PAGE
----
D-Pad “warping” on 3DS consoles: Are Nintendo portable problems too far out of hand?
Will Nintendo ever catch a break from the snowballing troubles plaguing its 3DS gaming gadget? It seems not – as reports emerge today of a small number of handhelds with buttons becoming warped and worn.
Pictures have emerged online of the little gadget’s directional pads with faded paint and detailing, as well as deterioration of the buttons themselves on the 3D portable which has been on the market for not much more than 7 months now.
There’s no indication to say this affect brings a premature end to playtime, but it’s still another stain on the reputation of Nintendo which is currently trying to dig itself out of a terribly deep hole following the poor reception and disappointing sales for its highly-anticipated three-dimensional gaming experience which seemed so promising on the outset.
In those few short months Nintendo has gone from fantastically ambitious claims such as not only 3D gaming but a television service and Netflix included in the handheld – to a state of grovelling, with company CEO Satoru Iwata (who heralded such successful releases as the Wii console back in 2005) begging for patience from the number of gamers who actually bought the Nintendo 3DS – promising that Super Mario is just around the corner, ready for his own 3D adventure and waiting for the green light on Mario Kart.
Poor pre-sales in the UK saw a number of retailers drop the price of Nintendo 3DS from its £229 RRP down to below £200 in the days before the portable’s release. Just days following that release a number of gamers experienced what was referred to as the “Black Screen of Death” when their consoles “bricked” unexpectedly and for no apparent reason. Nintendo was quick to act and issued a downloadable fix to remedy the problem, but this had already set doubt in many of our minds.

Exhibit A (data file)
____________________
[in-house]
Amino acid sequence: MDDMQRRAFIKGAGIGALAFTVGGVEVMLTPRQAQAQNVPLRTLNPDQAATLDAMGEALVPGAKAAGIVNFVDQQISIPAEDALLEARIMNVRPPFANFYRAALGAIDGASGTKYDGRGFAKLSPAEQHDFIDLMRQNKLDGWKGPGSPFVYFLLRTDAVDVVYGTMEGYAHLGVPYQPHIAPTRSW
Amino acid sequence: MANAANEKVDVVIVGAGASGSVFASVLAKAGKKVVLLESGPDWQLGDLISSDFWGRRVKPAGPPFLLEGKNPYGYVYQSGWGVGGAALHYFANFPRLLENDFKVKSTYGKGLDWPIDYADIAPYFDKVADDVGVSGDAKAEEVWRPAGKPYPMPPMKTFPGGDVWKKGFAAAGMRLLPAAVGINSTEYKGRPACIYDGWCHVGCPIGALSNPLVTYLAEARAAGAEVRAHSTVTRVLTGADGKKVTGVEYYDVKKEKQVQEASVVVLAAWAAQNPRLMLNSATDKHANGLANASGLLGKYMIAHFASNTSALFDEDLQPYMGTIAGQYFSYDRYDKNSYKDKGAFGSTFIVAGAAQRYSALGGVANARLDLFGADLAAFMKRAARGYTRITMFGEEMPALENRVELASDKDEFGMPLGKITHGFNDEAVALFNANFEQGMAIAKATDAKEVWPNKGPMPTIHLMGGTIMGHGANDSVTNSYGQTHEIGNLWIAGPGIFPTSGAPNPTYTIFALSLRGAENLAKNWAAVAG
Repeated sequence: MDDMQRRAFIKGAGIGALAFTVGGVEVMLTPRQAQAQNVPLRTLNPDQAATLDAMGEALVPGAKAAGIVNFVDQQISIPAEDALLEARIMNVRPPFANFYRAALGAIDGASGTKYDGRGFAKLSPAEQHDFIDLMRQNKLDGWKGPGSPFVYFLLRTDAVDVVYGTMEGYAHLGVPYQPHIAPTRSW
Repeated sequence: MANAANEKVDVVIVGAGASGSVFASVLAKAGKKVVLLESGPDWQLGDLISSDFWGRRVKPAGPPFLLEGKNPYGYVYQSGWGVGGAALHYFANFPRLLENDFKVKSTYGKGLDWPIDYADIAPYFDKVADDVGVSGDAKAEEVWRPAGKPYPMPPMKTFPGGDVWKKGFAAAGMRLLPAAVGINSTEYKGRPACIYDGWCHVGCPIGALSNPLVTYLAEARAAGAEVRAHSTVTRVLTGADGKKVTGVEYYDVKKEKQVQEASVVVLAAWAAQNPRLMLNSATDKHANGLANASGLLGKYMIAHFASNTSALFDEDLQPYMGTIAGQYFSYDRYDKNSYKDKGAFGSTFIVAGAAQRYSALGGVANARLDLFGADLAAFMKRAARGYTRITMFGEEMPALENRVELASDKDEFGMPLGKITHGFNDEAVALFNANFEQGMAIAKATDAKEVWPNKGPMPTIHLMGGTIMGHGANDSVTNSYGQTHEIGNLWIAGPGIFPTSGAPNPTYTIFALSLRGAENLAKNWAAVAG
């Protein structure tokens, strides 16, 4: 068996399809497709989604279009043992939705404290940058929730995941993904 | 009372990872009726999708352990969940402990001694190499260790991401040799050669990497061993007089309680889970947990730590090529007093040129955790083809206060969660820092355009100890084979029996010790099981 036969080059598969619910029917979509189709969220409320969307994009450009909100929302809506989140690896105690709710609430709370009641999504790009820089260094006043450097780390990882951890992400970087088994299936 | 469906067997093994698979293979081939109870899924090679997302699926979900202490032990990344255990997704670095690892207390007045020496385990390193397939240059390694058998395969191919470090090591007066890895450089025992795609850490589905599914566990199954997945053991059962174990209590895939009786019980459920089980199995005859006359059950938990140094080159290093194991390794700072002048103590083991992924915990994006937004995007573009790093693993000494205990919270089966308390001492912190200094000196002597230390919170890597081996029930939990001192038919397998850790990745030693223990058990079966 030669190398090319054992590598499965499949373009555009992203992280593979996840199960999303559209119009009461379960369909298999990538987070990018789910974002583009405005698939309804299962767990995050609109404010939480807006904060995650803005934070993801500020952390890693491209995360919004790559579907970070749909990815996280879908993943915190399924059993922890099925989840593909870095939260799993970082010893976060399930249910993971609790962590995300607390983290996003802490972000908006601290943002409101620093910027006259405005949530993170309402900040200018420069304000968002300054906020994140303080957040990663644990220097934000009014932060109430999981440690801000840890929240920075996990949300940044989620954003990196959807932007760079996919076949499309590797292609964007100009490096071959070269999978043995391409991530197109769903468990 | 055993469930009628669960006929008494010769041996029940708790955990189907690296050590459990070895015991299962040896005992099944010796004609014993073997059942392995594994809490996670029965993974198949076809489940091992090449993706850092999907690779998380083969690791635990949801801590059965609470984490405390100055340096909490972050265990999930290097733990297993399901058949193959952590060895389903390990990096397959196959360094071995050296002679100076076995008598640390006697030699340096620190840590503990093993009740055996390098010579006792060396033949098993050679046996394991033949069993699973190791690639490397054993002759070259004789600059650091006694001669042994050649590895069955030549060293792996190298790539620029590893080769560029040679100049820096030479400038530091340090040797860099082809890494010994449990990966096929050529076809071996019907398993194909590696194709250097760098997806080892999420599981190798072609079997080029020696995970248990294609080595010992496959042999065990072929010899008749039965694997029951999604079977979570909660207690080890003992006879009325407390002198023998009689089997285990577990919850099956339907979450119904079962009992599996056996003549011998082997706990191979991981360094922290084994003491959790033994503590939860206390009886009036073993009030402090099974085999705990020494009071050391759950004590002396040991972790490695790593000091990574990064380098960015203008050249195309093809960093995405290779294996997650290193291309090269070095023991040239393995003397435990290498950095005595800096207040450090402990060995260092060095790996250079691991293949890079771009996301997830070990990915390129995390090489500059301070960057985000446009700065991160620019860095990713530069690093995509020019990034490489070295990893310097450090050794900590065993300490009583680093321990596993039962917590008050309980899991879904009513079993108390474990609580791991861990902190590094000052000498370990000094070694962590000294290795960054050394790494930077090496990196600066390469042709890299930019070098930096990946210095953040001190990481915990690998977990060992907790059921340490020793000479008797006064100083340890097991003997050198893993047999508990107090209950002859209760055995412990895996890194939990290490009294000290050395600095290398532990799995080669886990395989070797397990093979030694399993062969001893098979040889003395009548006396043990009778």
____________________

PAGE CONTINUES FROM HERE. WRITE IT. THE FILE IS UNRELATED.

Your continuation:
About a month after the public release of the 3DS handheld Sony’s boss took a swing at Nintendo for marketing nothing more than a “babysitting tool” as they prepared to launch their assault on the “serious” gaming market with their own next generation portable the PS Vita, as it later became known. A week after these remarks, the 3DS received further price cuts.
Reports of poor sales followed the Nintendo 3DS through May and June, with some heat taking off of the little console by Nintendo’s lacklustre E3 debut of its next Wii console, the Wii U. The saving grace of Nintendo’s Los Angeles outing was the promise of The Legend of Zelda: Ocarina of Time – the epically successful Nintendo 64 title, set for a 3D makeover on the Nintendo 3DS (with ad eventually featuring Hollywood funny man Robin Williams). Interest peaked. Slightly..
In mid June the Nintendo 3DS finally reached 1-million sales in its native Japan, and a few days later the promised television feature dropped in the country, leaving the rest of the world wondering when we’d get our unique programming and movies (it was finally announced on July 19th).
In July, Nintendo were forced to recognise its Epic Fail in handling the 3DS and dropped the price of the handheld to as low as £140, and offering those who were faithful enough to buy early a package of 20 games from classic consoles including NES and Game Boy Advance in an “Ambassador” scheme. It was also suggested boss Iwata took a 50% pay cut as this process began rolling out on July 28th, followed by that very humble public letter of apology from the man himself.
A fault issue is the last thing Nintendo’s 3DS campaign needs right now. At present the button eroding problem seems fairly isolated, but if it isn’t and there’s a widespread fault 3DS may sadly go from golden promise to a very dim flash-in-the-pan.
Nintendo must face that the longevity of Game Boy (and its successors) will never again be met. The original Nintendo handheld kept it simple, and despite the ever changing gaming landscape Nintendo gamers generally want that simplicity. Whether it’s for the fun and casual play, of for sake of nostalgia any console launch without a Super Mario appearance is going to be a hard-sell.
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